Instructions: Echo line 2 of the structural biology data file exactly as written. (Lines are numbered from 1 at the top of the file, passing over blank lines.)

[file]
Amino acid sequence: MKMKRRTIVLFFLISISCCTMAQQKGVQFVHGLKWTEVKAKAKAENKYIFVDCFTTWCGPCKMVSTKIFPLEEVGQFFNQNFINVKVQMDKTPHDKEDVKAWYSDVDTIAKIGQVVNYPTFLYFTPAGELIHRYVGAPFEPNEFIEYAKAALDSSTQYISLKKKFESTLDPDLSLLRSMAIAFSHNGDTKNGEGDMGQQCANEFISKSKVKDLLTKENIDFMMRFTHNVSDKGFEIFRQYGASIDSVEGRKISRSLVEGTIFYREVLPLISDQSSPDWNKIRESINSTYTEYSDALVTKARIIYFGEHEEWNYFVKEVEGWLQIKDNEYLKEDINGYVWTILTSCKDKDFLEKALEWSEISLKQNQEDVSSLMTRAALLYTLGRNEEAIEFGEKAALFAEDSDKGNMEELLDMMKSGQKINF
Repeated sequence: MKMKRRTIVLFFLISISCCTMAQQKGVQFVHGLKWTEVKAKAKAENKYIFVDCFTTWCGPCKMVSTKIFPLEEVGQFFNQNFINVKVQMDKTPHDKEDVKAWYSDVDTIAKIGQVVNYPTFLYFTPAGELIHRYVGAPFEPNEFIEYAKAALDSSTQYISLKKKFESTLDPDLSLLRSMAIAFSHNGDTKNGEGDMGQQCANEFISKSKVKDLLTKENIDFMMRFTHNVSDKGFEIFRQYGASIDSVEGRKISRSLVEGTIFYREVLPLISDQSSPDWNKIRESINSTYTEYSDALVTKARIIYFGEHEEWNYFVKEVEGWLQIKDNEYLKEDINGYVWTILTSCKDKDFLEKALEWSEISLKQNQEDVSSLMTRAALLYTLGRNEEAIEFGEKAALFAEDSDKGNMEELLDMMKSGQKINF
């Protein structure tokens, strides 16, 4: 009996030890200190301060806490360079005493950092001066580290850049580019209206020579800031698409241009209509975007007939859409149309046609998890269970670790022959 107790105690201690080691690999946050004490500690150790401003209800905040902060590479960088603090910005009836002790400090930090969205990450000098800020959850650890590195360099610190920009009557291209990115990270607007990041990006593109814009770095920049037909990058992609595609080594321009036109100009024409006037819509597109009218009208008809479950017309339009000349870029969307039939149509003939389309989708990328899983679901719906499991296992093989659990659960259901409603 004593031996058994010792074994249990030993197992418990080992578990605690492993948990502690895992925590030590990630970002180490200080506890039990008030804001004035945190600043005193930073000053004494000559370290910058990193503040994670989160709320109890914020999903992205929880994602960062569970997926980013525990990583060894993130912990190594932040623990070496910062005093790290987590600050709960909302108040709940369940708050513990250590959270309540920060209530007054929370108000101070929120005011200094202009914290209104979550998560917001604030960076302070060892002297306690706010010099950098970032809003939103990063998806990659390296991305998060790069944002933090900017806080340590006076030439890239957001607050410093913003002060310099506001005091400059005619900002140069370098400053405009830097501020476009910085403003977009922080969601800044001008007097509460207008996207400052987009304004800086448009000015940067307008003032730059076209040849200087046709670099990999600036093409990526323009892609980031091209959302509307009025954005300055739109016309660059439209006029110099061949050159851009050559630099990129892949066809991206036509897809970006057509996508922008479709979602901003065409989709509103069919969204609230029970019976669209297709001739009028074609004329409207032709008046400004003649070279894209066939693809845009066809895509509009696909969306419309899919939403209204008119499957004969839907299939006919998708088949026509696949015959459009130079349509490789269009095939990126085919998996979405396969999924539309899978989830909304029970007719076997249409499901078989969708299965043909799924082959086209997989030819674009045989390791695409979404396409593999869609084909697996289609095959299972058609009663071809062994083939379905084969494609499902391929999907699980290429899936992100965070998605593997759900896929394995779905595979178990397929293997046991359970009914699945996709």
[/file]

Repeated sequence: MKMKRRTIVLFFLISISCCTMAQQKGVQFVHGLKWTEVKAKAKAENKYIFVDCFTTWCGPCKMVSTKIFPLEEVGQFFNQNFINVKVQMDKTPHDKEDVKAWYSDVDTIAKIGQVVNYPTFLYFTPAGELIHRYVGAPFEPNEFIEYAKAALDSSTQYISLKKKFESTLDPDLSLLRSMAIAFSHNGDTKNGEGDMGQQCANEFISKSKVKDLLTKENIDFMMRFTHNVSDKGFEIFRQYGASIDSVEGRKISRSLVEGTIFYREVLPLISDQSSPDWNKIRESINSTYTEYSDALVTKARIIYFGEHEEWNYFVKEVEGWLQIKDNEYLKEDINGYVWTILTSCKDKDFLEKALEWSEISLKQNQEDVSSLMTRAALLYTLGRNEEAIEFGEKAALFAEDSDKGNMEELLDMMKSGQKINF